The trial against Democratic cybersecurity lawyer Michael Sussmann kicked into high gear Tuesday morning, as prosecutors for special counsel John Durham accused him of "privilege."

The opening statements by the prosecution and defense Tuesday morning came after the jury was seated the prior evening.

Sussmann was charged with concealing his clients — Hillary Clinton's 2016 campaign and “Tech Executive-1,” known to be former Neustar executive Rodney Joffe — from FBI General Counsel James Baker when he presented since-debunked allegations of a secret back channel between the Trump Organization and Russia’s Alfa-Bank during a September 2016 meeting.

Durham prosecutor Brittain Shaw repeatedly said “the evidence will show that this is a trial about privilege” — likely a strategic choice of words since the case will probably be dominated by the Clinton campaign’s assertions of attorney-client privilege over key information.

Shaw said Sussmann was a privileged and high-powered D.C. lawyer who thought he could use his connections to get what he wanted and who believed “he could use the FBI as a political tool.”

She said the “evidence will show that he bypassed normal channels” to meet with Baker and “then sat across from that lawyer and he lied to him” with a falsehood “designed to achieve a political end.” The Durham prosecutor said Sussmann’s goal was to “inject” the FBI into a presidential election.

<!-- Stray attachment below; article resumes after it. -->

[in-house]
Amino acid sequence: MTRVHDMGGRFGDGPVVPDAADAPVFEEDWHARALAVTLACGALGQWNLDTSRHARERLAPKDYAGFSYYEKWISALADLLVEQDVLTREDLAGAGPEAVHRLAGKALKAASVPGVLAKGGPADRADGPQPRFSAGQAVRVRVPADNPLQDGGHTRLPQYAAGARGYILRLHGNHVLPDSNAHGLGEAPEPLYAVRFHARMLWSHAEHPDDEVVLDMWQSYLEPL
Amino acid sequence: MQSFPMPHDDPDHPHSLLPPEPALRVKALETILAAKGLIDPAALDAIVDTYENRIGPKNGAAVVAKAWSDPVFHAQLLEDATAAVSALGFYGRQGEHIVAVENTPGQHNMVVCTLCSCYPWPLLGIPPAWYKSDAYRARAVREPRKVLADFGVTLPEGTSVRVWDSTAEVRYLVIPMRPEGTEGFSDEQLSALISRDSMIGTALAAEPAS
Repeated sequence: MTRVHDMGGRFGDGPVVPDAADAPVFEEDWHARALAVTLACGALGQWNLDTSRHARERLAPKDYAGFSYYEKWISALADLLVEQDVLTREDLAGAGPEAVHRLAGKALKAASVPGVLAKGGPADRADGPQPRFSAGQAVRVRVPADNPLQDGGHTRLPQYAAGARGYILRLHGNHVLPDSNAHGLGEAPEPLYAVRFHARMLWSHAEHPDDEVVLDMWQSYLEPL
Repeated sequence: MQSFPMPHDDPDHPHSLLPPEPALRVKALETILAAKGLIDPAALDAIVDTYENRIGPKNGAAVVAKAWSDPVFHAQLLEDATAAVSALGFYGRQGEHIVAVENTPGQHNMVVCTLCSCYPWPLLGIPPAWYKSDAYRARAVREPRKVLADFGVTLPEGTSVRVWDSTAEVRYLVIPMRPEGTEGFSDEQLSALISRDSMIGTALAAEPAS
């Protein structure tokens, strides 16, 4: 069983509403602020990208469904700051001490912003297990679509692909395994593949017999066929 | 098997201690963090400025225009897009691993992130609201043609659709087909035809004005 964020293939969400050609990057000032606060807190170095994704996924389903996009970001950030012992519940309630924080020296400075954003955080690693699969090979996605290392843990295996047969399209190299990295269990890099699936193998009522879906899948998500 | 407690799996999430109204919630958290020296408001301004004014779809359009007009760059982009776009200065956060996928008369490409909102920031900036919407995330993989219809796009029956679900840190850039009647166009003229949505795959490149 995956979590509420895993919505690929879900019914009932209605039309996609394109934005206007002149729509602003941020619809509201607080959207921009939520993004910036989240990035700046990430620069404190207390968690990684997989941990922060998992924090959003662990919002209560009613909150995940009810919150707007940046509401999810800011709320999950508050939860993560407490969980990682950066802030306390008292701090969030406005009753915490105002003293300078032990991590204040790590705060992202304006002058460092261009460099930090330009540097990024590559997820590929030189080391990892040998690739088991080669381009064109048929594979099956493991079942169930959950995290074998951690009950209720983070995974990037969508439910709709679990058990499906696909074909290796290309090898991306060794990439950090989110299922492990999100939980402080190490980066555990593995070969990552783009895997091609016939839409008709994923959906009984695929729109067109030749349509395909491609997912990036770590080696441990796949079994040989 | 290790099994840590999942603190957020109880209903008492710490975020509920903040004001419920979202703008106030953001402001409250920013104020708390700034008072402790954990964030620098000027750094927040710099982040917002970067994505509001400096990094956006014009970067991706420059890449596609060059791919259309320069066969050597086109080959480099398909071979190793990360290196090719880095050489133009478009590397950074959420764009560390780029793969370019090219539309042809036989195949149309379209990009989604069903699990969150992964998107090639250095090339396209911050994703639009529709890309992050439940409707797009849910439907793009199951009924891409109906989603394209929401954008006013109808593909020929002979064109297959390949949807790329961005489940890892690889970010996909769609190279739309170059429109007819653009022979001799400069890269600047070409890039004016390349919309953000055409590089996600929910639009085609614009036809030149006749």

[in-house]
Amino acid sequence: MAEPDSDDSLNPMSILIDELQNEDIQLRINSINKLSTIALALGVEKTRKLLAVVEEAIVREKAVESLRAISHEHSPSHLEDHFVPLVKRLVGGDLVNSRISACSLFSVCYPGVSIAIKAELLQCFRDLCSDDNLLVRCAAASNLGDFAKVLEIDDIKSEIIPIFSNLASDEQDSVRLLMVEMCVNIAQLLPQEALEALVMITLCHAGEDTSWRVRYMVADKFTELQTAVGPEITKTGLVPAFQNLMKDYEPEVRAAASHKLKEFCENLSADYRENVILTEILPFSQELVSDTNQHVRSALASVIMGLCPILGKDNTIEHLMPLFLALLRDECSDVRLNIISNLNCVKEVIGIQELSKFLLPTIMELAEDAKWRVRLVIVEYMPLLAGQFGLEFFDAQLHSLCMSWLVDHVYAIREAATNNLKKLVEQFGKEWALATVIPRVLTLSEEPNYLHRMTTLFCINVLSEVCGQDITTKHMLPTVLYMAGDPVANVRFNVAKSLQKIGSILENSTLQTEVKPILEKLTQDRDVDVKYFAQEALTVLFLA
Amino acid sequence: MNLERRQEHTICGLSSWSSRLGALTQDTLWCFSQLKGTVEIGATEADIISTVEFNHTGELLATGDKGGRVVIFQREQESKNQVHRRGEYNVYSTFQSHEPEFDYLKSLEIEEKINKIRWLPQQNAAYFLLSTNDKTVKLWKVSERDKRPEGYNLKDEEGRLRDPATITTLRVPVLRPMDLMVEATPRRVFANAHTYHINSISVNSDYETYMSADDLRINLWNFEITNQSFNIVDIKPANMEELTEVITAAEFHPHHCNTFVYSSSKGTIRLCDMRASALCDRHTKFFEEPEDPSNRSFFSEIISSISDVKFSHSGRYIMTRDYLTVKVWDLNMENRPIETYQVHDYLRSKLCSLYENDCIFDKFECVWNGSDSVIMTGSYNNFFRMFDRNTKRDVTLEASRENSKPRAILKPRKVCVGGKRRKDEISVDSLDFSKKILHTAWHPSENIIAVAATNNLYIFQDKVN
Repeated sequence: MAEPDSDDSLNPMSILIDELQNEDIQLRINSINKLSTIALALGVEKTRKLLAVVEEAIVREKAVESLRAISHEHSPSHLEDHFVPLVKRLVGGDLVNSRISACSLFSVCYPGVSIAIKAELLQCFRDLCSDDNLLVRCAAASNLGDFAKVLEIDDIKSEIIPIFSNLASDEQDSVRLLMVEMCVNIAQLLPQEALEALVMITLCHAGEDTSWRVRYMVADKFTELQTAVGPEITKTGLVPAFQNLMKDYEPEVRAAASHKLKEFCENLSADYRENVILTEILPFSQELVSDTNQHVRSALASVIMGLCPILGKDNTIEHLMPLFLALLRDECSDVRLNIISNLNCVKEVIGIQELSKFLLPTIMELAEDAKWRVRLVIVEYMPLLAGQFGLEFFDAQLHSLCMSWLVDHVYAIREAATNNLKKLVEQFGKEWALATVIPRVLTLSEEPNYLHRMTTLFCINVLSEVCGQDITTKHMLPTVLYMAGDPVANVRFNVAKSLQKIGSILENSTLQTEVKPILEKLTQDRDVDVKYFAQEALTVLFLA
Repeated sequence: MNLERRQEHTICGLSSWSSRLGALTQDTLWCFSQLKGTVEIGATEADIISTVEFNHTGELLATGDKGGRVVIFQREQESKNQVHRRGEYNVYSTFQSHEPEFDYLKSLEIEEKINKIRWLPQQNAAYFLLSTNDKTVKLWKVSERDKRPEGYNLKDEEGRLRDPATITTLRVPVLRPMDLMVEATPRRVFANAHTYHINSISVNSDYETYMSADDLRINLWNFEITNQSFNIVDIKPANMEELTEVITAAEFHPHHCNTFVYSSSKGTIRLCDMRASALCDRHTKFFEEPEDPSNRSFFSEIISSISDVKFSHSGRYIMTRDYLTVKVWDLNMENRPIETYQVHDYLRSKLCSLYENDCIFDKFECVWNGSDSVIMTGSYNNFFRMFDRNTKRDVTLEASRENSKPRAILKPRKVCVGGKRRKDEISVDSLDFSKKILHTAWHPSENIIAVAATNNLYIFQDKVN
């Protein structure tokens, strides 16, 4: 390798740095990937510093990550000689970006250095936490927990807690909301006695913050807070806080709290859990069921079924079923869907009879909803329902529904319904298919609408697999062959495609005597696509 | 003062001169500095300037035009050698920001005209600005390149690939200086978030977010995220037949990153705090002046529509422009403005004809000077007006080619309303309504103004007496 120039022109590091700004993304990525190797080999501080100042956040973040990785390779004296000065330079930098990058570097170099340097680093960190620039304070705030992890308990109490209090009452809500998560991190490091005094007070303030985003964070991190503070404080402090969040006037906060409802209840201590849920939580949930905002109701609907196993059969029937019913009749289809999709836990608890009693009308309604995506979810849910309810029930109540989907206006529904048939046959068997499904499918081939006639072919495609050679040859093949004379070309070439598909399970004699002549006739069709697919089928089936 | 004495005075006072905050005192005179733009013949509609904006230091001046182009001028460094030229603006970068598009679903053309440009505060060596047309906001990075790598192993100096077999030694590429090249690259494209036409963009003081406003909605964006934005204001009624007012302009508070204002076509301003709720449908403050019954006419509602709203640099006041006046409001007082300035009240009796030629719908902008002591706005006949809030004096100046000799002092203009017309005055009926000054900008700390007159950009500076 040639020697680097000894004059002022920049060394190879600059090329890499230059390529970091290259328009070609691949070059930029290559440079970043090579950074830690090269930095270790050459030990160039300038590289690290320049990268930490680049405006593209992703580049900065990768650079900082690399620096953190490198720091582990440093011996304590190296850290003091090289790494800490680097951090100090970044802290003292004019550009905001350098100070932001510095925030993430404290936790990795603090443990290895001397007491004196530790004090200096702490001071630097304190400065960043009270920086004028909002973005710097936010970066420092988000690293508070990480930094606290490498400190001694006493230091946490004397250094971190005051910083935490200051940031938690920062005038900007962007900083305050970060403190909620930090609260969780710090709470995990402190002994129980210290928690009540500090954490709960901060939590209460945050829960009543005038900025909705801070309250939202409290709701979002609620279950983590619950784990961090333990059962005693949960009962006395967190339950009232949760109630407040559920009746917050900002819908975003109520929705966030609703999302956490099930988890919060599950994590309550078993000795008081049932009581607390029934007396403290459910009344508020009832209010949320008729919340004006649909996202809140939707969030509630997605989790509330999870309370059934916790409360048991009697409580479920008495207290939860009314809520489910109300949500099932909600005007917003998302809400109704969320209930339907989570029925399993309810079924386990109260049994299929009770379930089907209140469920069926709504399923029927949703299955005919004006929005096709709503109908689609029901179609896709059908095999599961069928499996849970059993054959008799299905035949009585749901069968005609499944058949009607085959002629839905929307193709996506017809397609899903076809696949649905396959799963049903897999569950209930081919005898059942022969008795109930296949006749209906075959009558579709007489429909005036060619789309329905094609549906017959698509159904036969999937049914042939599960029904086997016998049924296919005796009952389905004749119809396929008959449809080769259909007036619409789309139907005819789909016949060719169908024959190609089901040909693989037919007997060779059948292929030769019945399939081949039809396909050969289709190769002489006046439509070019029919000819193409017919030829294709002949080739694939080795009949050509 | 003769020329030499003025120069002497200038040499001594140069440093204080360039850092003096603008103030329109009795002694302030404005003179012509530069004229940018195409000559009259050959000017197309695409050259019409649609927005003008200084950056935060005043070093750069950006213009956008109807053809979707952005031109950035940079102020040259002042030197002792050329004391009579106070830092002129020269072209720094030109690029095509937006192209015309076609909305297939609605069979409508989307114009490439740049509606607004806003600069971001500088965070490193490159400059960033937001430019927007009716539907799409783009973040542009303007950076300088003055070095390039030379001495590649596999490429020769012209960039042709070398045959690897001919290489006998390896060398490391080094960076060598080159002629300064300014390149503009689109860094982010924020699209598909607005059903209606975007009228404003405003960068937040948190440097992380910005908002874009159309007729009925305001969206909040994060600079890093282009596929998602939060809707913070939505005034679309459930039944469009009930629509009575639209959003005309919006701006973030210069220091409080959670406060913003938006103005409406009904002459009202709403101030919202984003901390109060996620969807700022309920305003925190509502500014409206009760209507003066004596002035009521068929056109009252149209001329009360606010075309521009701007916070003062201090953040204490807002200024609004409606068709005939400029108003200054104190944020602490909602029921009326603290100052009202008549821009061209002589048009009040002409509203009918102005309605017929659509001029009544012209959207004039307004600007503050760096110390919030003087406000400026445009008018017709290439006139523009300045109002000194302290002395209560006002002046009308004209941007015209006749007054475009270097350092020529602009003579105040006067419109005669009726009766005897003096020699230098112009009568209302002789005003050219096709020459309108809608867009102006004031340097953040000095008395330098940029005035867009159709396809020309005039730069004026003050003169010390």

The prosecutor argued: “No one should be so privileged as to walk into the FBI and lie.”

Sussmann, who also helped the Democratic National Committee handle its response to the 2016 hack, denies wrongdoing, has pleaded not guilty, and unsuccessfully called upon the judge to dismiss the case, even relying in part on legal analysis by fired FBI agent Peter Strzok.

Michael Bosworth, one of Sussmann’s defense lawyers, declared in his opening statement: “Michael Sussmann didn’t lie to the FBI. Michael Sussmann wouldn’t lie to the FBI.”

Bosworth argued: “In the summer of 2016, this serious national security lawyer got information that raised serious national security concerns.”

He said that is why Sussmann wanted to go to the press about it and claimed his client only went to the FBI to give the agency a "heads up" about a possible impending New York Times story about the allegations.

Shaw said Sussmann saw the Alfa-Bank claims as a “golden opportunity to deliver a big win” for the Clinton campaign and Joffe.